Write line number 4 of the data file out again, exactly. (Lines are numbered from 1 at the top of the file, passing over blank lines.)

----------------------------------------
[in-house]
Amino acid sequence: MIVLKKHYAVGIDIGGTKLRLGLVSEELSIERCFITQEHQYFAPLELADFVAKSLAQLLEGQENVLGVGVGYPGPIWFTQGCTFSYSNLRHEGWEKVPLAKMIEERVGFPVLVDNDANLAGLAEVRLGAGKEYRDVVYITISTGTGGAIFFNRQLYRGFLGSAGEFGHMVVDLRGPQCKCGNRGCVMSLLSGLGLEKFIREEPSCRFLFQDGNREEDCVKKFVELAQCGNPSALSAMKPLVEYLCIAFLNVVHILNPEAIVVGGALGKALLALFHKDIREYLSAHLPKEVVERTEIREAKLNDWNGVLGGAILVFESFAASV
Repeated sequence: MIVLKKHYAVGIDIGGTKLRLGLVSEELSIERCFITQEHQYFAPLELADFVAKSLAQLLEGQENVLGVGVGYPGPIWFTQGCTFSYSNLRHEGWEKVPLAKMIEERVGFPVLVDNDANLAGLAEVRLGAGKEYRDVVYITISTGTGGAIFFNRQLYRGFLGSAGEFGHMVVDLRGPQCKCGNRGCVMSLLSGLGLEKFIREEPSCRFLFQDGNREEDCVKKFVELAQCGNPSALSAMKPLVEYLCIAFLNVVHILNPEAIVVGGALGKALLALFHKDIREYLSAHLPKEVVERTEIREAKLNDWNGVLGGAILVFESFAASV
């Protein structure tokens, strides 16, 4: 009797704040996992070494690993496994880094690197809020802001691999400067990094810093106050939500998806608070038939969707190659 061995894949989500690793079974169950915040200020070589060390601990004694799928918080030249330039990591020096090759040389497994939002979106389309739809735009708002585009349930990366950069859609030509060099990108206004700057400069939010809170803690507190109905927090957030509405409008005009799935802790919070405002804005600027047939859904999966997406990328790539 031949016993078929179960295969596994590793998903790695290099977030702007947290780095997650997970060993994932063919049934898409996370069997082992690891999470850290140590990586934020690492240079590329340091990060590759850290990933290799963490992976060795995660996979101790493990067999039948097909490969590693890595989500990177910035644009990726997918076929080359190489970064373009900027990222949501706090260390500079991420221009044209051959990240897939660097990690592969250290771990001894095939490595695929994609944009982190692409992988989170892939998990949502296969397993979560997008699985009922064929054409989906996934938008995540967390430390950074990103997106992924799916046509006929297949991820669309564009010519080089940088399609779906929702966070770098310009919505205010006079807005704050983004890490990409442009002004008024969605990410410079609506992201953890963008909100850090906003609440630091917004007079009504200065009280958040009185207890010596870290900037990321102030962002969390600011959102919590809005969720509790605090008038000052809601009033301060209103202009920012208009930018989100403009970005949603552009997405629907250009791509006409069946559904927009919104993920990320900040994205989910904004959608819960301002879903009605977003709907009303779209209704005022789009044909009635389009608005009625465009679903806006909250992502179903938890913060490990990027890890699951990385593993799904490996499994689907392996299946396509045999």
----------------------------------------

């Protein structure tokens, strides 16, 4: 009797704040996992070494690993496994880094690197809020802001691999400067990094810093106050939500998806608070038939969707190659 061995894949989500690793079974169950915040200020070589060390601990004694799928918080030249330039990591020096090759040389497994939002979106389309739809735009708002585009349930990366950069859609030509060099990108206004700057400069939010809170803690507190109905927090957030509405409008005009799935802790919070405002804005600027047939859904999966997406990328790539 031949016993078929179960295969596994590793998903790695290099977030702007947290780095997650997970060993994932063919049934898409996370069997082992690891999470850290140590990586934020690492240079590329340091990060590759850290990933290799963490992976060795995660996979101790493990067999039948097909490969590693890595989500990177910035644009990726997918076929080359190489970064373009900027990222949501706090260390500079991420221009044209051959990240897939660097990690592969250290771990001894095939490595695929994609944009982190692409992988989170892939998990949502296969397993979560997008699985009922064929054409989906996934938008995540967390430390950074990103997106992924799916046509006929297949991820669309564009010519080089940088399609779906929702966070770098310009919505205010006079807005704050983004890490990409442009002004008024969605990410410079609506992201953890963008909100850090906003609440630091917004007079009504200065009280958040009185207890010596870290900037990321102030962002969390600011959102919590809005969720509790605090008038000052809601009033301060209103202009920012208009930018989100403009970005949603552009997405629907250009791509006409069946559904927009919104993920990320900040994205989910904004959608819960301002879903009605977003709907009303779209209704005022789009044909009635389009608005009625465009679903806006909250992502179903938890913060490990990027890890699951990385593993799904490996499994689907392996299946396509045999």